Nice also applies to Howarth’s life. Any setback provided a lesson worth learning. People who fired him or didn’t hire him turned into lifelong friends. People who called him out for what he said about the team always came around. Mistakes only made him a better broadcaster.
Howarth once sharply criticized the attitude and defensive abilities of the shortstop Jose Reyes. The team’s president, Paul Beeston, took issue with the tone of the comment, so Howarth had to apologize to Reyes personally. Looking back, Howarth makes no apologies for his apology. And that underlines the difference between a broadcaster and a journalist.
When baseball first went on the radio, the commissioner, Kenesaw Mountain Landis, instructed announcers: “If you see men putting up a gallows in centre field and then see them lead me out to it and hang me on it, describe it into the microphone but don’t question the justice of the hanging.” Howarth followed that advice throughout his career, as he does in this book: “I feel great pride in being the Blue Jays announcer while still maintaining my objectivity in highlighting the game itself.”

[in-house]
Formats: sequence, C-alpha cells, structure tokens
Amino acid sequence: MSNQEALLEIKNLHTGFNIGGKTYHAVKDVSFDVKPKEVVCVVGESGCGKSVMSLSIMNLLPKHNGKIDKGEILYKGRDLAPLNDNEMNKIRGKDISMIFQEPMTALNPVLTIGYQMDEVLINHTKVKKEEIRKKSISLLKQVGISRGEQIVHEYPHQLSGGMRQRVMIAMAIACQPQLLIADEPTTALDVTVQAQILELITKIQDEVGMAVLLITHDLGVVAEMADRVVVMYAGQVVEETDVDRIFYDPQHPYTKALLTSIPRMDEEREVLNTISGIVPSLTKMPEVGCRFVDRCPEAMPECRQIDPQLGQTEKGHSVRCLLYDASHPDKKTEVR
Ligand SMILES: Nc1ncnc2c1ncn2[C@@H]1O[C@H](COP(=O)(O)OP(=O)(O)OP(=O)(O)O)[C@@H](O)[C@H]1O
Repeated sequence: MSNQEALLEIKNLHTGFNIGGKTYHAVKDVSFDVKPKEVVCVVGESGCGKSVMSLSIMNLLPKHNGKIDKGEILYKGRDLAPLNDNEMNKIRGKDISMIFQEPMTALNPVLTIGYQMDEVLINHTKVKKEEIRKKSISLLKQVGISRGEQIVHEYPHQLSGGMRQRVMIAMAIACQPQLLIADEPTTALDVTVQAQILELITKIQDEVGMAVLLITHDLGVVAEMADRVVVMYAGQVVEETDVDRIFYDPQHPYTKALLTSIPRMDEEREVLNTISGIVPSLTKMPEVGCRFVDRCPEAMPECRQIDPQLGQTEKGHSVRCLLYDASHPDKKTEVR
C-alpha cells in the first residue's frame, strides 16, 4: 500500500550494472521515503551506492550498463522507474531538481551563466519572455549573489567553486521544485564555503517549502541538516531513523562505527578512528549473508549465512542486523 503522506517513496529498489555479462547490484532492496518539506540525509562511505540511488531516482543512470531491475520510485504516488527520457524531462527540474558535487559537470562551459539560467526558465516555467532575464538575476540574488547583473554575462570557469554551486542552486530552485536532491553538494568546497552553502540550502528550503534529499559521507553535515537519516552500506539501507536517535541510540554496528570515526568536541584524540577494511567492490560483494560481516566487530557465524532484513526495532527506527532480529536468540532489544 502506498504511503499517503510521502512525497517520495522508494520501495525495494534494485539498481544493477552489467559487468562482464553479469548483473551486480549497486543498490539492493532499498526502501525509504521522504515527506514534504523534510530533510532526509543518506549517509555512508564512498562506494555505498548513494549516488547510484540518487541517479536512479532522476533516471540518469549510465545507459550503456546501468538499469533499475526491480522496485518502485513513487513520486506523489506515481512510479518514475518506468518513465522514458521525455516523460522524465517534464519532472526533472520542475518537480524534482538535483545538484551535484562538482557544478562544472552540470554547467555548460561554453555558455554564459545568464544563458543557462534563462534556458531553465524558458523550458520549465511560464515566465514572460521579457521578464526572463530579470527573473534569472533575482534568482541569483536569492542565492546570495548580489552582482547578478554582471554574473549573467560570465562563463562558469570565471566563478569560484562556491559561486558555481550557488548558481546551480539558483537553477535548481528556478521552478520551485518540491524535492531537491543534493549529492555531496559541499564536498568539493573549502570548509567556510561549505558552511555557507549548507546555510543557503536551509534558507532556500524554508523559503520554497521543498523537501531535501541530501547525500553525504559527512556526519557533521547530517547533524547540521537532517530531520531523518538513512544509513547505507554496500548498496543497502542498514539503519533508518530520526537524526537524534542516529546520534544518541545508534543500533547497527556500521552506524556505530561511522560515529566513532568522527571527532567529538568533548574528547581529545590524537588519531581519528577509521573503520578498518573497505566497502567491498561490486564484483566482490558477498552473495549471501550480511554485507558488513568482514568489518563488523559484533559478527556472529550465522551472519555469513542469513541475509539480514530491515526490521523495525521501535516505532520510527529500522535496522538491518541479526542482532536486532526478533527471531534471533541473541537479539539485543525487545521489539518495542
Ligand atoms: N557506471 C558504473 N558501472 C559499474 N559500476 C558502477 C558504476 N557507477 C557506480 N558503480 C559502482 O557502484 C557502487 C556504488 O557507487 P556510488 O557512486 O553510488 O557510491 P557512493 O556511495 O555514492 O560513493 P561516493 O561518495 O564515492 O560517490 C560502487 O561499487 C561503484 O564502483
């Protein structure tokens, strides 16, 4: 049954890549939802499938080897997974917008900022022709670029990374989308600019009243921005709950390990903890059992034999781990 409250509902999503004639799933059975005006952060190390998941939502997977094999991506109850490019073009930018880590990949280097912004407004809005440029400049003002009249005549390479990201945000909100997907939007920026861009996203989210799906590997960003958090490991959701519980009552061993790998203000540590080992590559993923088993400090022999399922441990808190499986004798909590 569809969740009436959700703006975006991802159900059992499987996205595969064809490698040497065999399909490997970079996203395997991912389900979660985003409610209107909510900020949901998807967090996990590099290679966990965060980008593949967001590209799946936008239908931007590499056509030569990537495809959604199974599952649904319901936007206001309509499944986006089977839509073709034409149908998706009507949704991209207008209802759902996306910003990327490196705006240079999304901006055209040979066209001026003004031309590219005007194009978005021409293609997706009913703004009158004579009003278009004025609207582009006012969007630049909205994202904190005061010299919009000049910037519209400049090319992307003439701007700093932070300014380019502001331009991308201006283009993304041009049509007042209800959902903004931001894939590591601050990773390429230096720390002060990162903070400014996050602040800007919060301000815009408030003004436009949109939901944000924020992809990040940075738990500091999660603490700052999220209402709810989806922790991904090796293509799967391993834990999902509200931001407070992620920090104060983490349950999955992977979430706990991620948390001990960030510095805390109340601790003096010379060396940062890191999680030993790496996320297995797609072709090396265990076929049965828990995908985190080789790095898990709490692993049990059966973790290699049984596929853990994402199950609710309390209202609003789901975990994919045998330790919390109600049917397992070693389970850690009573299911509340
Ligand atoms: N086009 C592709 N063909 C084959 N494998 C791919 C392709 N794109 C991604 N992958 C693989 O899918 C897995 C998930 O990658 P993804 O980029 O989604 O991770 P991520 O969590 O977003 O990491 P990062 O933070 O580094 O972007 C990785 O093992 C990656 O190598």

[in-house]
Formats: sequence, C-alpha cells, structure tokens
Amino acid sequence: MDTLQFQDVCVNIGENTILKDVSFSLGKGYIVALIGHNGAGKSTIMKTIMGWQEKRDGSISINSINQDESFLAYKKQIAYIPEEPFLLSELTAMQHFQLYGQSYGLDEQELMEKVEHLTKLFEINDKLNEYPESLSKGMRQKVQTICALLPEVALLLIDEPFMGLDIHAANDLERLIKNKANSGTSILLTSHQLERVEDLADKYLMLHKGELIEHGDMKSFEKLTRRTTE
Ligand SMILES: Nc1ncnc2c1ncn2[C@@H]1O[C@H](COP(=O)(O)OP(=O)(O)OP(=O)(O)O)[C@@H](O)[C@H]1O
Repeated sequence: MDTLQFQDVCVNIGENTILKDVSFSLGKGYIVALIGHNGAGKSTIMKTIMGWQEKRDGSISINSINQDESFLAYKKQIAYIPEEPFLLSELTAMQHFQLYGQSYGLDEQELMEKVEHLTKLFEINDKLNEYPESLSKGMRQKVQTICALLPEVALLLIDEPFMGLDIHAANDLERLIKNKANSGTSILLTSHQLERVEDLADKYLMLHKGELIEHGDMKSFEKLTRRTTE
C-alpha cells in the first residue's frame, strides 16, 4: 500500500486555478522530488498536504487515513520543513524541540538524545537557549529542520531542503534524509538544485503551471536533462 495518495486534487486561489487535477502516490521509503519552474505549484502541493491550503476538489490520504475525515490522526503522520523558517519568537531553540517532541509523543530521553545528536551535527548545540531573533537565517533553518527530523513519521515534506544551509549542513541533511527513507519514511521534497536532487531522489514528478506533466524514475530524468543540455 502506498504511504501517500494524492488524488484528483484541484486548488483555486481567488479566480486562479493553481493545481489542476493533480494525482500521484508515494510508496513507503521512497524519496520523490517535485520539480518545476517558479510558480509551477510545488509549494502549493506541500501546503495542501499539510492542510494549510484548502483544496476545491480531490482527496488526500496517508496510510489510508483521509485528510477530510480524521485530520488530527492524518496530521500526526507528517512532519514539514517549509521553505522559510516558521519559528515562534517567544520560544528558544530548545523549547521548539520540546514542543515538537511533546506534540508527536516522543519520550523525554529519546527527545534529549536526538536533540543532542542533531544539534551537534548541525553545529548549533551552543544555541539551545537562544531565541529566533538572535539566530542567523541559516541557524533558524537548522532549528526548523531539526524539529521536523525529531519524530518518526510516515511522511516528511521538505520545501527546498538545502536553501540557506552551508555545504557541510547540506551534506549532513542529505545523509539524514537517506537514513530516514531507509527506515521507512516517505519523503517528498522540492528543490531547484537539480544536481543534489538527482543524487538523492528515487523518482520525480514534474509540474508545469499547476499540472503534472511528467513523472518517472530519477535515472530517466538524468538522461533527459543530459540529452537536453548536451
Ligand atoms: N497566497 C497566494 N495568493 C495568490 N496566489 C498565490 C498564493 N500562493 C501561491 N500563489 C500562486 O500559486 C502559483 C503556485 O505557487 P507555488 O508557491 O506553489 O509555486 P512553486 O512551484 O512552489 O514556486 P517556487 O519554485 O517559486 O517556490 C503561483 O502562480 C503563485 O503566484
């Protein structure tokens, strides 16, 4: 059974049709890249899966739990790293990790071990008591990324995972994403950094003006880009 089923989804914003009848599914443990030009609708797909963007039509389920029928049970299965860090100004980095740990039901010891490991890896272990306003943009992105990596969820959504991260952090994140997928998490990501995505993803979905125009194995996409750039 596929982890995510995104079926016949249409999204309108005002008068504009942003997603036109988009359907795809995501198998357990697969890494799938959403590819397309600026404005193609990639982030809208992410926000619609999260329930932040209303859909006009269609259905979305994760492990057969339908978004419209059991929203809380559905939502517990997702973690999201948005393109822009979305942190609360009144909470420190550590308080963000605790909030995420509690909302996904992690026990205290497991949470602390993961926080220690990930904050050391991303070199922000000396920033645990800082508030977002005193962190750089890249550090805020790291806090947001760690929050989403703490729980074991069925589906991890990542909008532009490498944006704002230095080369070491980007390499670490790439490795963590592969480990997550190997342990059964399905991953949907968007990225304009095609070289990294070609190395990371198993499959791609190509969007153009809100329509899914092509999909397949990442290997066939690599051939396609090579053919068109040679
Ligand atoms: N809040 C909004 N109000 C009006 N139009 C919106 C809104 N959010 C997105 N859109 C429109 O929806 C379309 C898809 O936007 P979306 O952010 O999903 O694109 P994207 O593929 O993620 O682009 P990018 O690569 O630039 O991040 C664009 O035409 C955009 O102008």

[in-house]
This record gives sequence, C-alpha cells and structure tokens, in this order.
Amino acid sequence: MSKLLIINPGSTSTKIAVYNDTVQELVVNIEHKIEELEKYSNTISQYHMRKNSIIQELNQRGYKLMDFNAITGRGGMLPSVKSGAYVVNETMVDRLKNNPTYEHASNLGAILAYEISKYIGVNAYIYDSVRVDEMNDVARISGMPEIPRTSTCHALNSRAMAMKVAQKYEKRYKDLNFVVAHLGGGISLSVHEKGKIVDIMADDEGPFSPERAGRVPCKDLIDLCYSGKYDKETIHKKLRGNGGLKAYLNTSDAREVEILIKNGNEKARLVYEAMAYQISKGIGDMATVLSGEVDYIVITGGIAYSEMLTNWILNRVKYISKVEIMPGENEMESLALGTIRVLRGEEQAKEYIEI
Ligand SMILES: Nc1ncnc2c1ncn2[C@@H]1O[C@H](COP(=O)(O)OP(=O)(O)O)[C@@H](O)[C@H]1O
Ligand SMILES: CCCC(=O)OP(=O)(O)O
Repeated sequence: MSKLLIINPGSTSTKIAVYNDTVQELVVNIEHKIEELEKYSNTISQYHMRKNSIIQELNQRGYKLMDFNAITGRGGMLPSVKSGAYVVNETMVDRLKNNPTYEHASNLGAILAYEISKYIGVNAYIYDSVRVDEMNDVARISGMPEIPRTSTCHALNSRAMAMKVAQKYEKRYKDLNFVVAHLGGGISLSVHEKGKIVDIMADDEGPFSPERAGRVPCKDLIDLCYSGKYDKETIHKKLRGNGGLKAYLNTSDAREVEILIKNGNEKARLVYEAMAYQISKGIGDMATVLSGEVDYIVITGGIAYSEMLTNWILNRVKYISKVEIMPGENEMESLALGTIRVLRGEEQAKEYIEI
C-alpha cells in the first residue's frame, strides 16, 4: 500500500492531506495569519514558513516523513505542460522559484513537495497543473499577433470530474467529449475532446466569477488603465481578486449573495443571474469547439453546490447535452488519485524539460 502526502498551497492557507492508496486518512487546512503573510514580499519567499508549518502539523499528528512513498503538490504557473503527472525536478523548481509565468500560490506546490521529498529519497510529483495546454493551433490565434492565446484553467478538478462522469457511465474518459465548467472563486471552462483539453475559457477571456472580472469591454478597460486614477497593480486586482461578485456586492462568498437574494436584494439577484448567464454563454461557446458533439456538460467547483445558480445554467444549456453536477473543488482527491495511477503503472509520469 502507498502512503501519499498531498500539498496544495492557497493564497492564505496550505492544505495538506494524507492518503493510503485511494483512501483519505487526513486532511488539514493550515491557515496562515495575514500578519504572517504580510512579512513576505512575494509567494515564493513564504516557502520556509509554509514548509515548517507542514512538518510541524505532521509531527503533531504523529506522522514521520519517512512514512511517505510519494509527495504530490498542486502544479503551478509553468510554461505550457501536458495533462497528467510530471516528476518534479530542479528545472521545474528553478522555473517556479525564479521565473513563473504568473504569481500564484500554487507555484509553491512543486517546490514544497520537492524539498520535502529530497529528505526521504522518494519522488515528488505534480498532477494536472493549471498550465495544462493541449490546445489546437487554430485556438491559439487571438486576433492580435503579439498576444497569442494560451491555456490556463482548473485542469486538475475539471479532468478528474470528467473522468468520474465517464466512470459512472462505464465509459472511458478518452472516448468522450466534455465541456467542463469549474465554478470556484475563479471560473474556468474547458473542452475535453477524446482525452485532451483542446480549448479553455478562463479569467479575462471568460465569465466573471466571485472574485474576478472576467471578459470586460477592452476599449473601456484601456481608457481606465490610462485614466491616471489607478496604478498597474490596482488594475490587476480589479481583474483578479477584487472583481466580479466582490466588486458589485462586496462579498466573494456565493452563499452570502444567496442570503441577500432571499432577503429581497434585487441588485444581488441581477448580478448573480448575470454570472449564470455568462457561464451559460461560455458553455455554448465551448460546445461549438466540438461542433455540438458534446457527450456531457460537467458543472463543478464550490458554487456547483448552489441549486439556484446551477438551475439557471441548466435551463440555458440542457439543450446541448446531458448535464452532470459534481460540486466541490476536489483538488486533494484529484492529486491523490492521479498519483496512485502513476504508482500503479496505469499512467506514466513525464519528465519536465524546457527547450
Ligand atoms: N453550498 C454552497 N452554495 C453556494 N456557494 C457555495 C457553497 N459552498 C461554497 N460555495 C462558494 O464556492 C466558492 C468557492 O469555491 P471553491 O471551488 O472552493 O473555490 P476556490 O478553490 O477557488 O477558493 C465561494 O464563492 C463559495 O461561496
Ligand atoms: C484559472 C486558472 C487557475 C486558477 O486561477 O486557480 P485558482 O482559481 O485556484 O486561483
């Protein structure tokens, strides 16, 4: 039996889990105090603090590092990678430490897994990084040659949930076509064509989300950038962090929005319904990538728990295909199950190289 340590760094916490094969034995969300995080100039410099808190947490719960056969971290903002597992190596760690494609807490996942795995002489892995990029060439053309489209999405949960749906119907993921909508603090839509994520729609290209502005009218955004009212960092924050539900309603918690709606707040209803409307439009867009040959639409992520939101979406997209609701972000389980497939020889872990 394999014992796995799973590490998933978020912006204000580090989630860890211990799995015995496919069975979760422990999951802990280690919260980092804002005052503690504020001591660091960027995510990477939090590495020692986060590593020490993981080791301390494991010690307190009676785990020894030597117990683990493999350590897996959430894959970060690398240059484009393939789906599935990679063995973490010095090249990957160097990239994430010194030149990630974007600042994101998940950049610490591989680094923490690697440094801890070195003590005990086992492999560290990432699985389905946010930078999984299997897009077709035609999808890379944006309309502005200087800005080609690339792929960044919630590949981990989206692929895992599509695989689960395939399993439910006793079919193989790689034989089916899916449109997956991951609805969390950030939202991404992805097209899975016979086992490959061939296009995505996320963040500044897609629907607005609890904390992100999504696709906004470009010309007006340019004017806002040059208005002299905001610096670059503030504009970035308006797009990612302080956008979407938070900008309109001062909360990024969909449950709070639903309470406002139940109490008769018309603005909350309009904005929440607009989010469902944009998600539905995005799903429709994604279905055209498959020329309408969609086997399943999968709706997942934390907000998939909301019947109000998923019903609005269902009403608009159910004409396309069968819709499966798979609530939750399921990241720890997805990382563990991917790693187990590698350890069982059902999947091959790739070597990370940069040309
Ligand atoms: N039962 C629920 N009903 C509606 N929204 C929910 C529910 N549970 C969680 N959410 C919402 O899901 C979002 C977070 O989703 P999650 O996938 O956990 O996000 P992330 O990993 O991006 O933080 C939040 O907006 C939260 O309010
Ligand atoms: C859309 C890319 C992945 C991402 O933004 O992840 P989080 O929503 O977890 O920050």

Of course, “objectivity” means something different to broadcasters than it does for journalists. Most fans accept that hometown radio personalities are employed by the team, and many even prefer hearing a positive spin coming from the booth. The majority of broadcasters today follow Howarth’s policy of a neutral tone of voice punctuated by occasional outbursts of joy when good things happen for the good guys. Here’s one that might be familiar: “Fly ball, deep left field! Yes sir! There. She. Goes!” That would be Jose Bautista’s bat-flip home run in 2015 — just as thrilling to hear as it is to watch.
Not everybody subscribes to Howarth’s model, as a new biography of the legendary Harry Caray points out. Caray, who died in 1998, started with the St. Louis Cardinals before moving to the Chicago White Sox and, most famously, the Chicago Cubs.
“My whole philosophy is to broadcast the way a fan would broadcast,” he told an interviewer in 1966, after he had been at it for twenty years. “Some people think I’m always favorable to the Cardinals, and some people think I’m always so critical of them.”